Film and TV

American Horror Story: Asylum: Soooooo.... Aliens. OK, Cool.

Even though American Horror Story Season 1 ended on an extremely "meh" note last year, I was very eager to have a chance to watch Asylum from the beginning this season. The first season may have failed at times in terms of its execution, but the idea of a regular horror series is still so startlingly original that it clearly has a lot of room to grow. So how does the new season hold up?

First off, no more ghosts? You sort of get the impression that we'd be treading that overly done territory in the first segment of the show where two young honeymooners touring the most haunted places in America stop to screw in the abandoned Briarcliff Asylum. Though the action there is completely predictable to anyone who has ever seen a horror movie trailer, it was still amazingly well done, and misleads a viewer away from what's really the focus.

We cut to 1964 where Sister Jude (Jessica Lange returning from season 1 in a new role like many cast members) is a brutally medieval nun in charge of the mentally ill at the asylum. Lange is at her absolute best, as always, and Sister Jude may be the role she was born to play. Violent and manipulative, she is internally torn apart by temptation of the flesh. We get at least once scene of her disrobing to a devil red nighty under her frock and imagining consorting with the asylum's monsignor. In addition to showing that Lange will literally be sexy until she dies and probably for at least a little while after that, it articulates the best and worst of compulsion, already a central theme in the season.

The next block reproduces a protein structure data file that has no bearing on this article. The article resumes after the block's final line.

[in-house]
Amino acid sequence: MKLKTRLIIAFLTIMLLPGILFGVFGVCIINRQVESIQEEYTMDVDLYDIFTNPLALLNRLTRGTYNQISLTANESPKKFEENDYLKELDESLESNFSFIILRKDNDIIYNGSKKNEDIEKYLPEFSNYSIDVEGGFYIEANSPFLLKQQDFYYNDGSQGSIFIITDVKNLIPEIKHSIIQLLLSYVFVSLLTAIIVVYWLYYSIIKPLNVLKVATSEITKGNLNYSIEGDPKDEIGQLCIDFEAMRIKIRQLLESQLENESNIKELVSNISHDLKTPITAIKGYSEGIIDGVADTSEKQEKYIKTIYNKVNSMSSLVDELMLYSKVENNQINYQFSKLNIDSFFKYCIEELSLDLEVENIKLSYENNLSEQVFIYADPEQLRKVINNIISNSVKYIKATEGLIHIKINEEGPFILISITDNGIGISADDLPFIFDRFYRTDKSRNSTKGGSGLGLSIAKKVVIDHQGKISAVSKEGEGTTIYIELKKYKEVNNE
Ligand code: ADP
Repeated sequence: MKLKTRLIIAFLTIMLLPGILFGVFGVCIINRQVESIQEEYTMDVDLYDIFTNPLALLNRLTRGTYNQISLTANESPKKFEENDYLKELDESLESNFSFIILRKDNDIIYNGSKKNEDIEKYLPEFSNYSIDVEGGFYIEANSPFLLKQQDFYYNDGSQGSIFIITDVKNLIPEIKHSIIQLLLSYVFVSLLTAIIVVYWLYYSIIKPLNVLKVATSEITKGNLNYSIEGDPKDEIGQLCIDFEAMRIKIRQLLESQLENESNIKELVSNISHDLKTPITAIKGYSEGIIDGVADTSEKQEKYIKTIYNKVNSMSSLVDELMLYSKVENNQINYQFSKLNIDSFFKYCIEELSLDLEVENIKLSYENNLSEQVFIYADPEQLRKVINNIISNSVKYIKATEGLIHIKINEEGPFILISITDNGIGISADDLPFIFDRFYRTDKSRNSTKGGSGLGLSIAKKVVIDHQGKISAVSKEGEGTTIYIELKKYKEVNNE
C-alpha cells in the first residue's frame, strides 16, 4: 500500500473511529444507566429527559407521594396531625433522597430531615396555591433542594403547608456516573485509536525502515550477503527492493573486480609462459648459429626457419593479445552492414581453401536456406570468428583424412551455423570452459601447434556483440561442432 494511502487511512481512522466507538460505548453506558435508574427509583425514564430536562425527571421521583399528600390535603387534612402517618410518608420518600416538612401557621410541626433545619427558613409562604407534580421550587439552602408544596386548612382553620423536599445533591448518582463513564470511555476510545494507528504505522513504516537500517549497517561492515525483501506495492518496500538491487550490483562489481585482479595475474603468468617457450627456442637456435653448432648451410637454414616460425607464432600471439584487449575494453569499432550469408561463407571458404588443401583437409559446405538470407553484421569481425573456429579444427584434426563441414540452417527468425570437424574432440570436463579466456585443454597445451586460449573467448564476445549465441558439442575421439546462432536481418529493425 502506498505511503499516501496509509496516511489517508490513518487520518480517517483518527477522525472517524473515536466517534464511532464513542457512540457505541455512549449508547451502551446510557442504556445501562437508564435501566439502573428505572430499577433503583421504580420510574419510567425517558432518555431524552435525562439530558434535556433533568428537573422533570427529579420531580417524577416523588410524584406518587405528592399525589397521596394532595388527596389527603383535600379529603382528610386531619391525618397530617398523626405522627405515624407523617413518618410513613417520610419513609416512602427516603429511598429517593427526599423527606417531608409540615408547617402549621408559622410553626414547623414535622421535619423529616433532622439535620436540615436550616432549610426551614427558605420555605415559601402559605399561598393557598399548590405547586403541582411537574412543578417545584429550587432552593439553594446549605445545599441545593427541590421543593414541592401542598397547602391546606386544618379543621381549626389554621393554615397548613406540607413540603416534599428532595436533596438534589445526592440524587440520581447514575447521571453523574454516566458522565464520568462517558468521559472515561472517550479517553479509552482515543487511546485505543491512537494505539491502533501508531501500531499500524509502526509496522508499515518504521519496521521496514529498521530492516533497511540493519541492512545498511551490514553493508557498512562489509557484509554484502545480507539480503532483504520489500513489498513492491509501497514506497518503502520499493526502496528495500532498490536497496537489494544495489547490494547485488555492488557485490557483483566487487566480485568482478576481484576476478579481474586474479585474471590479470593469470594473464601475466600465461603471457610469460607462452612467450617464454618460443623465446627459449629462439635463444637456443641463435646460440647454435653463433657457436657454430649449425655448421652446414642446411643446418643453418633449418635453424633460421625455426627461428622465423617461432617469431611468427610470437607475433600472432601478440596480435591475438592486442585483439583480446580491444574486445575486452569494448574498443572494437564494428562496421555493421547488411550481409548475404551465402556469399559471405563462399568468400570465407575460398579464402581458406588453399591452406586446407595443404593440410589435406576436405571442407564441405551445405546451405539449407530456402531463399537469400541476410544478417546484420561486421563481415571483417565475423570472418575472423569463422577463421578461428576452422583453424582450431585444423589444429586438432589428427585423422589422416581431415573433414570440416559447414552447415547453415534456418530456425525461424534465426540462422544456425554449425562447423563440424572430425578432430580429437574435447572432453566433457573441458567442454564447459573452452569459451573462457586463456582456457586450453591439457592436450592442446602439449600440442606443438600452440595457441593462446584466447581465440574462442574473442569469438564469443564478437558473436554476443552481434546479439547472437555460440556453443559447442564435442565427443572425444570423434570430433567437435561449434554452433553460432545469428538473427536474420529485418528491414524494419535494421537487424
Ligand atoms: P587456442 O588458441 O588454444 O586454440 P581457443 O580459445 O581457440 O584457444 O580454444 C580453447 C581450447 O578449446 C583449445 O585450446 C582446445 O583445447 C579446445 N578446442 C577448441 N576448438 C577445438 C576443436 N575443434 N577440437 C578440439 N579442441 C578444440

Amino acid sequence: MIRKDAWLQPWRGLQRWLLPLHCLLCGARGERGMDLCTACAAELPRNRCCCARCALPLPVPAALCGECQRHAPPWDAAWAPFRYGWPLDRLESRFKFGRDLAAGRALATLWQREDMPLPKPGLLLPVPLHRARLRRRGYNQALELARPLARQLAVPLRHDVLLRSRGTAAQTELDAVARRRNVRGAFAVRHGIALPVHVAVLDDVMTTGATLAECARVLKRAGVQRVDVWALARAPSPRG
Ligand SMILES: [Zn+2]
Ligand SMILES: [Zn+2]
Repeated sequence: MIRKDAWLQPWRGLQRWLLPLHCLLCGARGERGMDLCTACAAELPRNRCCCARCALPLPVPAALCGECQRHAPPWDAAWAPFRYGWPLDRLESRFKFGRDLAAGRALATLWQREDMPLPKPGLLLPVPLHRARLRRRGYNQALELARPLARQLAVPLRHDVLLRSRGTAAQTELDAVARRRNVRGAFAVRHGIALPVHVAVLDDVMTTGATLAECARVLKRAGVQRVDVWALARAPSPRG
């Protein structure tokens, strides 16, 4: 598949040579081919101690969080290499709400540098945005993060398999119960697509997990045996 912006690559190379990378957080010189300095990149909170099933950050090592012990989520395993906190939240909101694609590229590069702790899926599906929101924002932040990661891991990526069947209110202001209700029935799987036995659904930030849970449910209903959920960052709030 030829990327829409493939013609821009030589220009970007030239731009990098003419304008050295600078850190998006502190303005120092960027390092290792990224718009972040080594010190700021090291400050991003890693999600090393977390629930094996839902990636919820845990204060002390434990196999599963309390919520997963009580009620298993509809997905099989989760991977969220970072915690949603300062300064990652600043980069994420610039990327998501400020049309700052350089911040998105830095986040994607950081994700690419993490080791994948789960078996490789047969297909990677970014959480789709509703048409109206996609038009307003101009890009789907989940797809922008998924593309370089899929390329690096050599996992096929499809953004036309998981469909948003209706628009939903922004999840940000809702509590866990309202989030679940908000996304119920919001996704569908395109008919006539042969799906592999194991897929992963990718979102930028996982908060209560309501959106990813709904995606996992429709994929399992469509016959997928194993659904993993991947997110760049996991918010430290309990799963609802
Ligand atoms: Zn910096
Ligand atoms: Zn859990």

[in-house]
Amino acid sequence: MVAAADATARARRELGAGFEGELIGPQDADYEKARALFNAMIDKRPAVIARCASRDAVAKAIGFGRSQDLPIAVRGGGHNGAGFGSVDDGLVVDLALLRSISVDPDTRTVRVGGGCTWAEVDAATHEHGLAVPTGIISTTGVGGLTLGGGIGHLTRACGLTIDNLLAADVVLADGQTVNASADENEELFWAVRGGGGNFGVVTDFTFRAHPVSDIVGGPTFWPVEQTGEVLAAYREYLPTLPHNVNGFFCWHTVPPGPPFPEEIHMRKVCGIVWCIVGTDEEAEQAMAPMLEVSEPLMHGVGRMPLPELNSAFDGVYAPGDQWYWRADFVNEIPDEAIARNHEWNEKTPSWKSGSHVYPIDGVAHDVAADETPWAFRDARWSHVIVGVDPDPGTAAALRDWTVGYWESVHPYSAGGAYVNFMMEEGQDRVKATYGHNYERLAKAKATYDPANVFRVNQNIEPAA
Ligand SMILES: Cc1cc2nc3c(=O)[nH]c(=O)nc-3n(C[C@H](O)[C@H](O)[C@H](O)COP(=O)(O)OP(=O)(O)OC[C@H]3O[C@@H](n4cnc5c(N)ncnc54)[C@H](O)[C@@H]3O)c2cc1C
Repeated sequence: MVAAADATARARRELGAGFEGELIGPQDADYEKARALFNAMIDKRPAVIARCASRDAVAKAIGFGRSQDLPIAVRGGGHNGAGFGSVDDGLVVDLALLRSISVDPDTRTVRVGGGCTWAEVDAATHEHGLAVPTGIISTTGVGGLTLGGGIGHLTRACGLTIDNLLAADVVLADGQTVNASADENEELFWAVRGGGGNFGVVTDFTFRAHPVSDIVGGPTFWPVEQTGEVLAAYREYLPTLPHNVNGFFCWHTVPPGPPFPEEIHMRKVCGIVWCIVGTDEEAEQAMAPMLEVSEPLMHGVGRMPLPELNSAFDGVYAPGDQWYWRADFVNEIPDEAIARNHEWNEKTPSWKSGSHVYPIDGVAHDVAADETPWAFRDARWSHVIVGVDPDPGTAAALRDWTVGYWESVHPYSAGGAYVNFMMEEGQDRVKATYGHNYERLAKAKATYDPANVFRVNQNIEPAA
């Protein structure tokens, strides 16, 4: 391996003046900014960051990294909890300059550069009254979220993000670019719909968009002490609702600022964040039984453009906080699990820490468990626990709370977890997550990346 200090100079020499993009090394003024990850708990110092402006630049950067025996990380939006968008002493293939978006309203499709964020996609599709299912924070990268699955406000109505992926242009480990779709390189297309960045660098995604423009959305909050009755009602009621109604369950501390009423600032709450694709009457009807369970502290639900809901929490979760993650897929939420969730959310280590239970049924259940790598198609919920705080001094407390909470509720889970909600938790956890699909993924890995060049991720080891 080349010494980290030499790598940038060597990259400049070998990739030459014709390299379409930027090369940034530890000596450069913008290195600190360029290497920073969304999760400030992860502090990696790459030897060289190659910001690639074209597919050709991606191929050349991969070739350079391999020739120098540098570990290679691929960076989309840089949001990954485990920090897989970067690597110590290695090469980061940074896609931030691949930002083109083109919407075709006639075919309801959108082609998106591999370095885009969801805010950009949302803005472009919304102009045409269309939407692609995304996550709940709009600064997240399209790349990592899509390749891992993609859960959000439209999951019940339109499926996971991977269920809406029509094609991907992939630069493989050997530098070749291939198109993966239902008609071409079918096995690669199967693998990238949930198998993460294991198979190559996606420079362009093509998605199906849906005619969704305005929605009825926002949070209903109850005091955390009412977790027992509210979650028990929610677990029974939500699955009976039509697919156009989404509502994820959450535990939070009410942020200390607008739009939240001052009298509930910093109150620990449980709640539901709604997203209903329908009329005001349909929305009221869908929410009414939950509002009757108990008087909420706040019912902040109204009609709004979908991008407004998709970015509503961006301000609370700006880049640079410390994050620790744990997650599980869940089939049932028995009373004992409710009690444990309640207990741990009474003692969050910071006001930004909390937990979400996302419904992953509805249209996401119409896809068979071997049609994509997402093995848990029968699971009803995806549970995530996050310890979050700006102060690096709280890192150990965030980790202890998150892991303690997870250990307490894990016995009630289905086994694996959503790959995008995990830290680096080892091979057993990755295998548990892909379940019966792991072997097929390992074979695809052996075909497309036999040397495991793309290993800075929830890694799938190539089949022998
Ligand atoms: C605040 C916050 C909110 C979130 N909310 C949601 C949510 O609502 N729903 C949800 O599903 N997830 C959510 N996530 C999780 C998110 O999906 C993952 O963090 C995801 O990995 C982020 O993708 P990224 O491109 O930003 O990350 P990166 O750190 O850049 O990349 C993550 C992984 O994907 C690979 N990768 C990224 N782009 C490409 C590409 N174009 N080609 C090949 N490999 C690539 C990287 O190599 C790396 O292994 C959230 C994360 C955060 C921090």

Our hero is Lana Winters (Sarah Paulson) a reporter who gains entry on the premise of doing a light story on the asylum's bakery, but who is really there to uncover the truth behind a killer nicknamed Bloody Face who supposedly skins his victims alive. Her efforts to circumvent Sister Jude end up getting her incarcerated herself after she is attacked by a mysterious, bestial figure while trespassing. Ultimately, she is committed by her partner Wendy (Clea Duvall... Bless her heart, I have never seen her play any role but tragically placed lesbian) under threat of exposure that would end her teaching career.

All that aside... aliens.

Evan Peters, who I continuously wanted to punch in the face in every single scene last season, comes out with absolutely amazing strength and depth in Asylum as Kit Walker. He is a mechanic and loving husband to a black girl at a time when a fair amount of meatheaded America considered that not all that different from being caught porking a farm animal. Their relationship is touchingly perfect, the absolute picture of modern domestic bliss when it all goes to hell in a flash of light and weirdly inverted gravity. By the time Walker wakes up, he is being accused of killing his wife and is blamed for the rest of the serial murders by Bloody Face.

At the asylum, Peters is understandably confused and terrified, but what comes next leads me to believe that Asylum is going to go places that TV shows have not gone before.

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Jef Rouner (not cis, he/him) is a contributing writer who covers politics, pop culture, social justice, video games, and online behavior. He is often a professional annoyance to the ignorant and hurtful.
Contact: Jef Rouner